Friday, 1 January 2016

Journal for the Evangelical Study of the Old Testament 4, 2 (2015)

The latest issue of the Journal for the Evangelical Study of the Old Testament is now available online. The main articles (listed below with their abstracts) are available from here, with a pdf of the entire issue available here. As always, it’s worth checking out its book reviews as much as anything else.

Nicholas P. Lunn
Allusions to the Levitical Leprosy Laws in the Jericho Narratives (Joshua 2 and 6)
This article explores one particular case in which a narrative of the Old Testament historical books references laws within the legal code of Israel. The particular manner of intertextual relationship in question is that of allusion rather than direct citation. Following a discussion of how the Deuteronomic History was familiar with contents of the Priestly Code, it is here argued that in composing his account of the spying out of Jericho and its subsequent overthrow, the author of the book of Joshua was looking to the levitical laws regarding leprosy to help enhance his narrative in a meaningful way. All three categories of leprous infection (of a person, a house, and a garment) dealt with in the law have their counterparts in the historical account. When viewed against the backdrop of the Hebrews occupying a land inhabited by Canaanites, each of the three cases delivers an appropriate message to Israel.

Andrew M. King
A Remnant Will Return: An Analysis of the Literary Function of the Remnant Motif in Isaiah
The remnant motif has been rightly recognized as a significant feature in the Hebrew Bible. And yet, while various studies have helpfully catalogued its occurrences, far too little attention has been given to developing the motif as a complex literary device. This article assesses the nature of the remnant motif in the book of Isaiah. It is argued that the motif exhibits a two-fold function as both a threat of impending judgment as well as an indication of blessing. To accomplish this task, this article surveys the relevant passages under two primary categories: 1) the remnant motif in prophetic oracle and 2) the remnant motif in prophetic narrative. Within each of these sections, the motif is shown to have a positive or negative literary function. In prophetic oracles, the motif is used with both senses with respect to Judah yet only functions negatively when used in relation to the nations. The motif is used in Isaiah’s prophetic narratives in order to further the negative and positive characterization of Ahaz and Hezekiah respectively. It is argued that a proper understanding of the dual nature of this motif benefits not only readers of the Hebrew Bible, but also aids proper interpretation of various New Testament passages.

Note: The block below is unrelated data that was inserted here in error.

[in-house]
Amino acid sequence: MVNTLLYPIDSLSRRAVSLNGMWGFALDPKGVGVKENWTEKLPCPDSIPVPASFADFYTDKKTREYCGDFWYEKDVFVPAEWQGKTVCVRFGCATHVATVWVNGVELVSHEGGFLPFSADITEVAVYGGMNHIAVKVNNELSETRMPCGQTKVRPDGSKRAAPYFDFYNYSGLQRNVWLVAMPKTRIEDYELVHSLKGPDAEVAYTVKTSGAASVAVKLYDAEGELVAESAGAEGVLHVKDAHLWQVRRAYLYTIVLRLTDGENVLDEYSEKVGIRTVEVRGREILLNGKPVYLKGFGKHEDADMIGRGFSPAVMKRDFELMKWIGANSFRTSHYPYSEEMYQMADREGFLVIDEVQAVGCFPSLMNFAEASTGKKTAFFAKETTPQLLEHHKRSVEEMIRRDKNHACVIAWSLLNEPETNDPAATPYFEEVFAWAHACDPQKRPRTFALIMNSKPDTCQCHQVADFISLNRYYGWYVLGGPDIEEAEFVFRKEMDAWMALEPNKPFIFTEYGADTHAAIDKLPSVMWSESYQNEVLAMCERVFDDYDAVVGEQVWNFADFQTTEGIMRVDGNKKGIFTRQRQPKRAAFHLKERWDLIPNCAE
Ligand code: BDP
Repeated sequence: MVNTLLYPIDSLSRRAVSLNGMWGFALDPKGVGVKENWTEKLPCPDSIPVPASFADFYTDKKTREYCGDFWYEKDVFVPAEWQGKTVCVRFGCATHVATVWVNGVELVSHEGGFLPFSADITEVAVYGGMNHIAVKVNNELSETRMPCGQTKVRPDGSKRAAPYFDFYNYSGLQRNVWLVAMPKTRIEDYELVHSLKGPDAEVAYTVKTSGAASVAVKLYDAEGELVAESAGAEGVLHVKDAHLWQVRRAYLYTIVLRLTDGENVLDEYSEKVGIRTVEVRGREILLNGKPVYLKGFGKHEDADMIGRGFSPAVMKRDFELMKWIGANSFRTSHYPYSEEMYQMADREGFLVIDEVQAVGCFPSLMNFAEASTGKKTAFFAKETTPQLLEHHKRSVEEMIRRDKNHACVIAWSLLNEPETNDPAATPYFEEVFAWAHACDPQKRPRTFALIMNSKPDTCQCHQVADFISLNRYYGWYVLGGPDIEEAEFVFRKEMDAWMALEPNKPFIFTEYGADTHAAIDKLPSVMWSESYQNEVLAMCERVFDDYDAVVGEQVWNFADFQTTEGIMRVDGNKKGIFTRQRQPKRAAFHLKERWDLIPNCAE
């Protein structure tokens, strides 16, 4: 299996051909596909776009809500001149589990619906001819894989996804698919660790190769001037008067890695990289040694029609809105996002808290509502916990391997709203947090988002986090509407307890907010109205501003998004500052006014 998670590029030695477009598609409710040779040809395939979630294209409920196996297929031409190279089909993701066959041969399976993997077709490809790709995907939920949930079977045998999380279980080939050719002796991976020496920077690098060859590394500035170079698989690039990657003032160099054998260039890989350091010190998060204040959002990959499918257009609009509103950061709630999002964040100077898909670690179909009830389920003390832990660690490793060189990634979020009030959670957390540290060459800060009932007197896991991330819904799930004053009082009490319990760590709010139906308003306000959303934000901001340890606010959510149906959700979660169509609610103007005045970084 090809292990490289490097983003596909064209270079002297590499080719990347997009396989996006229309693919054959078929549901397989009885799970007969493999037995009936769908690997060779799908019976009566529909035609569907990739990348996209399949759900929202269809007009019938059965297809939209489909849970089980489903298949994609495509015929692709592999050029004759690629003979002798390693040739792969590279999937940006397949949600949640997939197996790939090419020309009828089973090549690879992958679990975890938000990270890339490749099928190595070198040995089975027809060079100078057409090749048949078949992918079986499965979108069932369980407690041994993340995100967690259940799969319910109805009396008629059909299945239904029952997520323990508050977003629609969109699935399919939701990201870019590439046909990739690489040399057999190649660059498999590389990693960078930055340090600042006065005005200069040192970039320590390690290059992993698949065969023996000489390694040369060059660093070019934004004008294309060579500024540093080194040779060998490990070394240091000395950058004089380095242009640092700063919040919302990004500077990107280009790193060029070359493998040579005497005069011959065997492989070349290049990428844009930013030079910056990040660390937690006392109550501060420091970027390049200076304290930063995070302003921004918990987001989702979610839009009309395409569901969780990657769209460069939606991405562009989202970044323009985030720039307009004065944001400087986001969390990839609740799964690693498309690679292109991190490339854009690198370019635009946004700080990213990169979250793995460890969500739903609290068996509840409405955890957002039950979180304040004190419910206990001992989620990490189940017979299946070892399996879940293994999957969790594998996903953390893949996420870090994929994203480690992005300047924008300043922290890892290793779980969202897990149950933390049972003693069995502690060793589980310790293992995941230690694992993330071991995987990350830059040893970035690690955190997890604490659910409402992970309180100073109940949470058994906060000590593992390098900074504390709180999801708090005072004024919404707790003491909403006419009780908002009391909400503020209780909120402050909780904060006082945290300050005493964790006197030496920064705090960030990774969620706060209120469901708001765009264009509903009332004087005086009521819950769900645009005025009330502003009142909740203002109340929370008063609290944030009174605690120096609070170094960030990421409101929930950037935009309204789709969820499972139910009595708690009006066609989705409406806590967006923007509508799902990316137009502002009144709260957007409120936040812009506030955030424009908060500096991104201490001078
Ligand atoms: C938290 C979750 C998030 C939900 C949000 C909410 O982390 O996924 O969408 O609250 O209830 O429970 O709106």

Ian J. Vaillancourt
The Pious Prayer of an Imperfect Prophet: The Psalm of Jonah in Its Narrative Context
The question of whether the psalm of Jonah 2 is integrative or disruptive in its narrative context greatly effects one’s interpretation of the book of Jonah as a whole. While the older historical-critical scholars have almost universally concluded that the psalm of Jonah was a disruptive addition to an otherwise coherent narrative, more recent canonical interpreters have tended to argue for its integrative nature. Utilizing the canonical method of interpretation, this article freshly evaluates the issues and argues for the integrative nature of the psalm of Jonah in its narrative context by exploring: 1) comparative vocabulary between psalm and narrative in Jonah; 2) the phenomenon of Hebrew poetry inserted into narrative; 3) the psalm’s contribution to the theme of irony in Jonah; 4) the psalm of Jonah in the broader context of the Book of the Twelve; and 5) a rethinking of the problem of Jonah’s conflicted character between psalm and narrative.

David B. Schreiner
Zerubbabel, Persia, and Inner-biblical Exegesis
This essay discusses the socio-political expectations surrounding Zerubbabel as disclosed in Hag 2:20–23. Concurring with the consensus that Jer 22:24–30 is critical to understanding Hag 2:20–23, this essay engages the ideas of Walter Rose and John Kessler, ultimately concluding that Hag 2:20–23 embodies a manto-typological exegesis of the Jeremianic tradition. Thus, Haggai is communicating to Zerubbabel that his role moving forward corresponds to his Davidic predecessors but is not tantamount to it. By implication, the prophet is proclaiming that the Davidic line will continue to play a role for the Second Temple community.

Book Reviews